Corona Man Charged in $2 Million COVID Relief Unemployment Scam

City News Service

RIVERSIDE (CNS) – A 29-year-old Corona man accused of orchestrating a
scheme to steal more than $2 million in unemployment benefits intended for
those left jobless during the coronavirus pandemic was arrested today on a 14-
count federal indictment.

Robert Campbell Jr. was slated to make his initial appearance
Wednesday afternoon at U.S. District Court in downtown Riverside.

Campbell was among eight people charged with mail fraud, aggravated
identity theft and conspiracy to commit mail fraud following a multi-agency
investigation that included the Office of the Inspector General of the
California Employment Development Department, the U.S. Postal Service and the
U.S. Secret Service.

According to prosecutors, from March 2020 to July 2021, Campbell led
his cohorts in allegedly exploiting the expanded eligibility for unemployment
insurance benefits provided under the Coronavirus Aid, Relief, and Economic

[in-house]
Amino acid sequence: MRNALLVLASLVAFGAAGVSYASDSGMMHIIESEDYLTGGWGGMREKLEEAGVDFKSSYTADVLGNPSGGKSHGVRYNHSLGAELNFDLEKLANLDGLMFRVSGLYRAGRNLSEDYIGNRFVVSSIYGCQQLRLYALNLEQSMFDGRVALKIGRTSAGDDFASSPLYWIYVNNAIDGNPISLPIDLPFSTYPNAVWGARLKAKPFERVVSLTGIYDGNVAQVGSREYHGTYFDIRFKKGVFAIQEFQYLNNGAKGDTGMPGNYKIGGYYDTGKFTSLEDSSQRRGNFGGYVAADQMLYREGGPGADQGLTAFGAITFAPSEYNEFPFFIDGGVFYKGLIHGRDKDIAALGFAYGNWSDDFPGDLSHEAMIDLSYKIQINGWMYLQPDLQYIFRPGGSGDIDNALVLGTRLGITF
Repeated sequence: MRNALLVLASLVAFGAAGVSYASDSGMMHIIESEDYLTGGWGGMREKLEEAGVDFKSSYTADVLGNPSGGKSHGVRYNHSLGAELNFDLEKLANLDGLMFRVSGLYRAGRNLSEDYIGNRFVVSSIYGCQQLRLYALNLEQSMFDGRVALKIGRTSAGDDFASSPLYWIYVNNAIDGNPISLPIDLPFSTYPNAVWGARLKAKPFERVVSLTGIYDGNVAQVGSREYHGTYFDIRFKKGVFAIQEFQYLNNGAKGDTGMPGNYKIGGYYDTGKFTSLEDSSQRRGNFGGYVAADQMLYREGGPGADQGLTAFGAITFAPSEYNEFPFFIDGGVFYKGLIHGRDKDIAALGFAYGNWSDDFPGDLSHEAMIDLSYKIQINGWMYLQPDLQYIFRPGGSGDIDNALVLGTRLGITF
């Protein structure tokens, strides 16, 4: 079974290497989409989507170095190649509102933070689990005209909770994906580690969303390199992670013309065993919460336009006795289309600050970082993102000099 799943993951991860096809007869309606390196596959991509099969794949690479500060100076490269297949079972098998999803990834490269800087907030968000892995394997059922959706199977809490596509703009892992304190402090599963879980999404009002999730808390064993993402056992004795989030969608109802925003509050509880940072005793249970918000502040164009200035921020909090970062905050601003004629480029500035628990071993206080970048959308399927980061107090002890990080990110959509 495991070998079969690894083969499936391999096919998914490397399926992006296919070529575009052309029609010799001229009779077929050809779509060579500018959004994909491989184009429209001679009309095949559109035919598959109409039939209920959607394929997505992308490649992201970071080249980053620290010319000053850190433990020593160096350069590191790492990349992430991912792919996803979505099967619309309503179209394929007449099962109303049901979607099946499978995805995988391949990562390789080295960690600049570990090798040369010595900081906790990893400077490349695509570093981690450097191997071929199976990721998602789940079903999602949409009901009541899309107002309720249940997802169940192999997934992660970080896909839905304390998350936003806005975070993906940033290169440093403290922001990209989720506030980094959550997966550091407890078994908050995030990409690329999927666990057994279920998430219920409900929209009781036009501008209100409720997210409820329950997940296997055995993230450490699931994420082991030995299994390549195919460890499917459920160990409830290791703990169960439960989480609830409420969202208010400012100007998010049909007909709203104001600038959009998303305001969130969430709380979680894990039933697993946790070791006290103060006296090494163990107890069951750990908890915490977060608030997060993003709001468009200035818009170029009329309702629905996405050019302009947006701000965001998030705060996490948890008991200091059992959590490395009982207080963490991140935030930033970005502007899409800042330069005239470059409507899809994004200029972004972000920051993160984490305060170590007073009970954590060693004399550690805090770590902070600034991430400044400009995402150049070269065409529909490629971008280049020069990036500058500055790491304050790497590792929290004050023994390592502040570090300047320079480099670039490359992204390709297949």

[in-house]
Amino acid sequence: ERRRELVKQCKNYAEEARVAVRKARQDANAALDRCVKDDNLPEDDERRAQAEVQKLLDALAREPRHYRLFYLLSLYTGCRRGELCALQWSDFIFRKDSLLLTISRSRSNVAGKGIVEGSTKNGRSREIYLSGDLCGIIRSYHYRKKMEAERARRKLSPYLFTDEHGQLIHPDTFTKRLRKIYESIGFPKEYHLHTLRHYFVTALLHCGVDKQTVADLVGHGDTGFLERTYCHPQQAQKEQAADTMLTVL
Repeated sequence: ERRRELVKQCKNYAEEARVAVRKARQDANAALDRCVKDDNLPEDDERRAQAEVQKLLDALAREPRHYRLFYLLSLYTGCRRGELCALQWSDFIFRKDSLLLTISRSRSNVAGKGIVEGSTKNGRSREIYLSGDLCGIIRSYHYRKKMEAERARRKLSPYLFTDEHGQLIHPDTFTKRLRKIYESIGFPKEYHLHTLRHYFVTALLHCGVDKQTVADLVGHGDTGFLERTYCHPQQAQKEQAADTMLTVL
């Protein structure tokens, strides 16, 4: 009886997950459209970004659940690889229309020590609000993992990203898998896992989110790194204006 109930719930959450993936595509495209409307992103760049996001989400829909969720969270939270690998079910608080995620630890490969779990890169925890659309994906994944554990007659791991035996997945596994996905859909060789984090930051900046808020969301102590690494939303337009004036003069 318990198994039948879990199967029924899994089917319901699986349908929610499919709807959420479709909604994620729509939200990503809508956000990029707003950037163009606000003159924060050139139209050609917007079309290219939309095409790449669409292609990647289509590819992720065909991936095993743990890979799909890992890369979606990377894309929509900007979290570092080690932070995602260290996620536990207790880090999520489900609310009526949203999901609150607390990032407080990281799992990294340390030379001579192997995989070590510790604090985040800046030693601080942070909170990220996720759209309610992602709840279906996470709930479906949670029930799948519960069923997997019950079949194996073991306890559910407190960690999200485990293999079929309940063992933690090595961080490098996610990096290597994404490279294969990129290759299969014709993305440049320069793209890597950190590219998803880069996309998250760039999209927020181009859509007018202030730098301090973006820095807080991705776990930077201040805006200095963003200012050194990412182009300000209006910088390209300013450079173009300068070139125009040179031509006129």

Security — CARES — Act signed into law by former President Donald Trump in
March 2020.

Monetary aid was available under the Pandemic Unemployment Assistance
and Lost Wage Assistance programs.

The U.S. Attorney’s Office alleged that the conspirators obtained the
personally identifiable information, or PII, of dozens of  individuals,
including names, birth dates and Social Security numbers. Some of the claimants
did not reside in California and included a prisoner in Texas and a homeless
man, prosecutors said.

Applications were falsified to show claimants’ had annual incomes of
at least $42,000, and that they were self-employed and financially impacted,
suffering hardships, when the public health lockdowns began, according to the
prosecution. Locations of the fictional businesses were allegedly made up by
Campbell and his co-conspirators.

The individuals’ PII details were utilized to file unemployment
claims, leading to “174 fraudulent applications to be filed with EDD,
resulting in 125 fraudulent claims to be paid to 116 unique claimants, causing
losses of approximately $2,091,436,” according to a U.S. Attorney’s Office

If convicted, Campbell and the others could face more than 30 years in
federal prison.

State auditors have estimated the losses due to fraudulent CARES
unemployment relief funding claims to be at least $20 billion, with money going
to numerous parties outside California, prisoners and jail detainees.

Investigations have culminated in multiple state and federal
convictions, with cases still awaiting adjudication in Riverside County.

Copyright 2022, City News Service, Inc.

CNS-07-06-2022 14:39

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